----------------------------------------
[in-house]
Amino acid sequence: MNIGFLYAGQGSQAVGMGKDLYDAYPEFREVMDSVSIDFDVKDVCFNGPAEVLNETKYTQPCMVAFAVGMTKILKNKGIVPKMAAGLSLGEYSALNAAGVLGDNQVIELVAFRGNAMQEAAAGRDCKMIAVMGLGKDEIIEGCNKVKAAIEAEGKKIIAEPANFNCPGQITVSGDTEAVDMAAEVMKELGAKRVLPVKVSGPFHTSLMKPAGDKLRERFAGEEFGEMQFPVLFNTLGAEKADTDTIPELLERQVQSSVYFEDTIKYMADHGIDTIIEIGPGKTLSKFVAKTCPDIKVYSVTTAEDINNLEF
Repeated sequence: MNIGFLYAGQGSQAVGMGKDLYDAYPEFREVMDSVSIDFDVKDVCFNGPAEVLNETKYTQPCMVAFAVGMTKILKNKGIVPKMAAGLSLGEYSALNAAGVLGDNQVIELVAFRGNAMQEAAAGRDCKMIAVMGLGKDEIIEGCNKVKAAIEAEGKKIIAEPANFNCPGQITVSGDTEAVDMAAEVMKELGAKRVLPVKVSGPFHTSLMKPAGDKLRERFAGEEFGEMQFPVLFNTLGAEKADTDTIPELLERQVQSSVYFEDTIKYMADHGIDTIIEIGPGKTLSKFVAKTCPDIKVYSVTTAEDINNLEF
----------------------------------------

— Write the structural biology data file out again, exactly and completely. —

[in-house]
Amino acid sequence: MNIGFLYAGQGSQAVGMGKDLYDAYPEFREVMDSVSIDFDVKDVCFNGPAEVLNETKYTQPCMVAFAVGMTKILKNKGIVPKMAAGLSLGEYSALNAAGVLGDNQVIELVAFRGNAMQEAAAGRDCKMIAVMGLGKDEIIEGCNKVKAAIEAEGKKIIAEPANFNCPGQITVSGDTEAVDMAAEVMKELGAKRVLPVKVSGPFHTSLMKPAGDKLRERFAGEEFGEMQFPVLFNTLGAEKADTDTIPELLERQVQSSVYFEDTIKYMADHGIDTIIEIGPGKTLSKFVAKTCPDIKVYSVTTAEDINNLEF
Repeated sequence: MNIGFLYAGQGSQAVGMGKDLYDAYPEFREVMDSVSIDFDVKDVCFNGPAEVLNETKYTQPCMVAFAVGMTKILKNKGIVPKMAAGLSLGEYSALNAAGVLGDNQVIELVAFRGNAMQEAAAGRDCKMIAVMGLGKDEIIEGCNKVKAAIEAEGKKIIAEPANFNCPGQITVSGDTEAVDMAAEVMKELGAKRVLPVKVSGPFHTSLMKPAGDKLRERFAGEEFGEMQFPVLFNTLGAEKADTDTIPELLERQVQSSVYFEDTIKYMADHGIDTIIEIGPGKTLSKFVAKTCPDIKVYSVTTAEDINNLEF